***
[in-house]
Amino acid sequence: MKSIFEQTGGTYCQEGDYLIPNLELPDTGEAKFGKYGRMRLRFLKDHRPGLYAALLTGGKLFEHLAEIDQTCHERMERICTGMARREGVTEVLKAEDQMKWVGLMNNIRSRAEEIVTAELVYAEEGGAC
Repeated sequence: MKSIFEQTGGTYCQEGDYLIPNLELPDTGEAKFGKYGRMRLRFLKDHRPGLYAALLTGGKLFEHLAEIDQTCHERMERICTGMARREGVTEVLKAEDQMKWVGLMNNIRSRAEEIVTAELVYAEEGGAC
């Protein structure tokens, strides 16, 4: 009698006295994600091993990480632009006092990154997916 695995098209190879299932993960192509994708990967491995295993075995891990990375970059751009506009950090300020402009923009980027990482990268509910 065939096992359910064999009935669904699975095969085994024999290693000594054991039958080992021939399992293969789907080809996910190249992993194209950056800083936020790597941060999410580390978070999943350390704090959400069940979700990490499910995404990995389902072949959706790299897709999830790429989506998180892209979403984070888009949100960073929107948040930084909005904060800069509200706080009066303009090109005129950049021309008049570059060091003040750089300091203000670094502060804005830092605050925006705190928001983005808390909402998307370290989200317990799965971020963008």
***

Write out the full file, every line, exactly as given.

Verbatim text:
[in-house]
Amino acid sequence: MKSIFEQTGGTYCQEGDYLIPNLELPDTGEAKFGKYGRMRLRFLKDHRPGLYAALLTGGKLFEHLAEIDQTCHERMERICTGMARREGVTEVLKAEDQMKWVGLMNNIRSRAEEIVTAELVYAEEGGAC
Repeated sequence: MKSIFEQTGGTYCQEGDYLIPNLELPDTGEAKFGKYGRMRLRFLKDHRPGLYAALLTGGKLFEHLAEIDQTCHERMERICTGMARREGVTEVLKAEDQMKWVGLMNNIRSRAEEIVTAELVYAEEGGAC
């Protein structure tokens, strides 16, 4: 009698006295994600091993990480632009006092990154997916 695995098209190879299932993960192509994708990967491995295993075995891990990375970059751009506009950090300020402009923009980027990482990268509910 065939096992359910064999009935669904699975095969085994024999290693000594054991039958080992021939399992293969789907080809996910190249992993194209950056800083936020790597941060999410580390978070999943350390704090959400069940979700990490499910995404990995389902072949959706790299897709999830790429989506998180892209979403984070888009949100960073929107948040930084909005904060800069509200706080009066303009090109005129950049021309008049570059060091003040750089300091203000670094502060804005830092605050925006705190928001983005808390909402998307370290989200317990799965971020963008």